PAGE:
I was tired. I had traveled for over 24 hours. I had slept in places that left my back aching and my eyes baggy. I had crossed timezones to come to this place, and when I finally stepped off the plane, I could still somehow make out through the fatigue and heat that this was a place I had been called to come, even if only for a little while.
It is hard to know where to begin this story, but as I reflect, no matter where I start, the beginnings are almost identical. Almost two years ago to the day, I set out on a journey to Southeast Asia with the Young Adults in Global Mission program to serve for a year in Malaysia. I left Chicago on August 21, 2013 and nearly 24 hours later, I walked off the plane to arrive in my new home for the year, Kota Kinabalu, Malaysia. To be honest, I wasn't sure why I was there. I knew and trusted the global mission personnel of the ELCA to help discern where God was calling me in this world, but that did not mean that my human/Sarah-nature was not full of questions and concerns as I entered into this new reality. Slowly, but very surely I grew to love my home in Kota Kinabalu, Malaysia. I lived with Mrs. Soong, my Chinese grandmother. She taught me more about what hospitality means than I had ever experienced before. I had two site placements, a kindergarten and a home for adults with disabilities. I had wonderful friends from church and my community. I learned about what it means to live in a richly celebrated diverse community. I was forced to rely on my faith and God's faithfulness in ways I hadn't before. I ate amazing food. I learned to live in the present. I was taught to allow myself to be loved fiercely, and do everything I could to send that love back out.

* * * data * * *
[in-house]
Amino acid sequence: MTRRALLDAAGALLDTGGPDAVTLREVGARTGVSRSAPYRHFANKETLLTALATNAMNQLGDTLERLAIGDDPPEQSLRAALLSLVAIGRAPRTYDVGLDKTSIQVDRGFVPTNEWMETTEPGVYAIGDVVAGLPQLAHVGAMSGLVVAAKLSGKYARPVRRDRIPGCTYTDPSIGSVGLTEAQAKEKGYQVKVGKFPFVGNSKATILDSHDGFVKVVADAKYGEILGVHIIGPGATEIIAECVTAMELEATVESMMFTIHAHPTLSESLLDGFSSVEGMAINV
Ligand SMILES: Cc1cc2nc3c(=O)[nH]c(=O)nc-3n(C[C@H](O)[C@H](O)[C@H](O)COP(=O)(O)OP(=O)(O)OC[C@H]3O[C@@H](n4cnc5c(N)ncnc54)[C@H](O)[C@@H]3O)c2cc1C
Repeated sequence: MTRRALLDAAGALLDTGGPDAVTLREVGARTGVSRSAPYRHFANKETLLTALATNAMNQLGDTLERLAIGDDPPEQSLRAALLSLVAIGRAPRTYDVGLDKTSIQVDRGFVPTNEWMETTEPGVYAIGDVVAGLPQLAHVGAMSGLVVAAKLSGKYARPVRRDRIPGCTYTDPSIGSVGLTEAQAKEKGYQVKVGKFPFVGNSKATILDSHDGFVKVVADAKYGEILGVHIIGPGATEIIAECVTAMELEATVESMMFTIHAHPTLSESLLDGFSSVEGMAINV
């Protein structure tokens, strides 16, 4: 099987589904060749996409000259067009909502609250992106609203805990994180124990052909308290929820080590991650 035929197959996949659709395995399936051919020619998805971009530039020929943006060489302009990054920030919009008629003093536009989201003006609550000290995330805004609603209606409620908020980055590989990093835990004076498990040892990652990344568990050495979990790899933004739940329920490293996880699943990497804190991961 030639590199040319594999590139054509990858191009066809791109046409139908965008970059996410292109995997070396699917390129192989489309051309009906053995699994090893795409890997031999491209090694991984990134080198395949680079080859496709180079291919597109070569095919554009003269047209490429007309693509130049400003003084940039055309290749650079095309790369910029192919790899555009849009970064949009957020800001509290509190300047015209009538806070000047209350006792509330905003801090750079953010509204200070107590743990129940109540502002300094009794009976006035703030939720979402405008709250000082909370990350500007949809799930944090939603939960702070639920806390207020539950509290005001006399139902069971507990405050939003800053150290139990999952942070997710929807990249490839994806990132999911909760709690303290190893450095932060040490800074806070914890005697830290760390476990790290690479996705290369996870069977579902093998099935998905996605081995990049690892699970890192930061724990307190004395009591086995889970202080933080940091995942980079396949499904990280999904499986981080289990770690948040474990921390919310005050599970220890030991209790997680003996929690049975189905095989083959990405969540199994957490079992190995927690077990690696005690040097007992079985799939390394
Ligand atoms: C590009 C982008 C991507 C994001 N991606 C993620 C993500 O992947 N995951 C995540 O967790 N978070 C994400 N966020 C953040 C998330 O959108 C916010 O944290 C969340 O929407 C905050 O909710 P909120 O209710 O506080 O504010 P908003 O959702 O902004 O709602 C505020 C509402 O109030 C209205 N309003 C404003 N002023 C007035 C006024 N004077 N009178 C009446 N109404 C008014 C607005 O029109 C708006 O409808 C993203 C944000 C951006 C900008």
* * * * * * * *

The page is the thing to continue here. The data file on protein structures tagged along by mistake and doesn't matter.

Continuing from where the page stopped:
Then it was time to leave. Saying goodbye is the absolute worst. But, I've done my best to remain in contact with family in friends in Malaysia, and if you've had conversations with me in the year I've been back, I hope you know that my experience there has forever changed the way I see myself and this world. I did leave my English/Malay dictionary behind in Malaysia, because when would I need that again?
Nanti. It is one of my favorite Malay words. It doesn't have some deep, beautiful meaning. I just like to say it. It means "later". Helpful to know, right?
So when would I need that dictionary again? Nanti.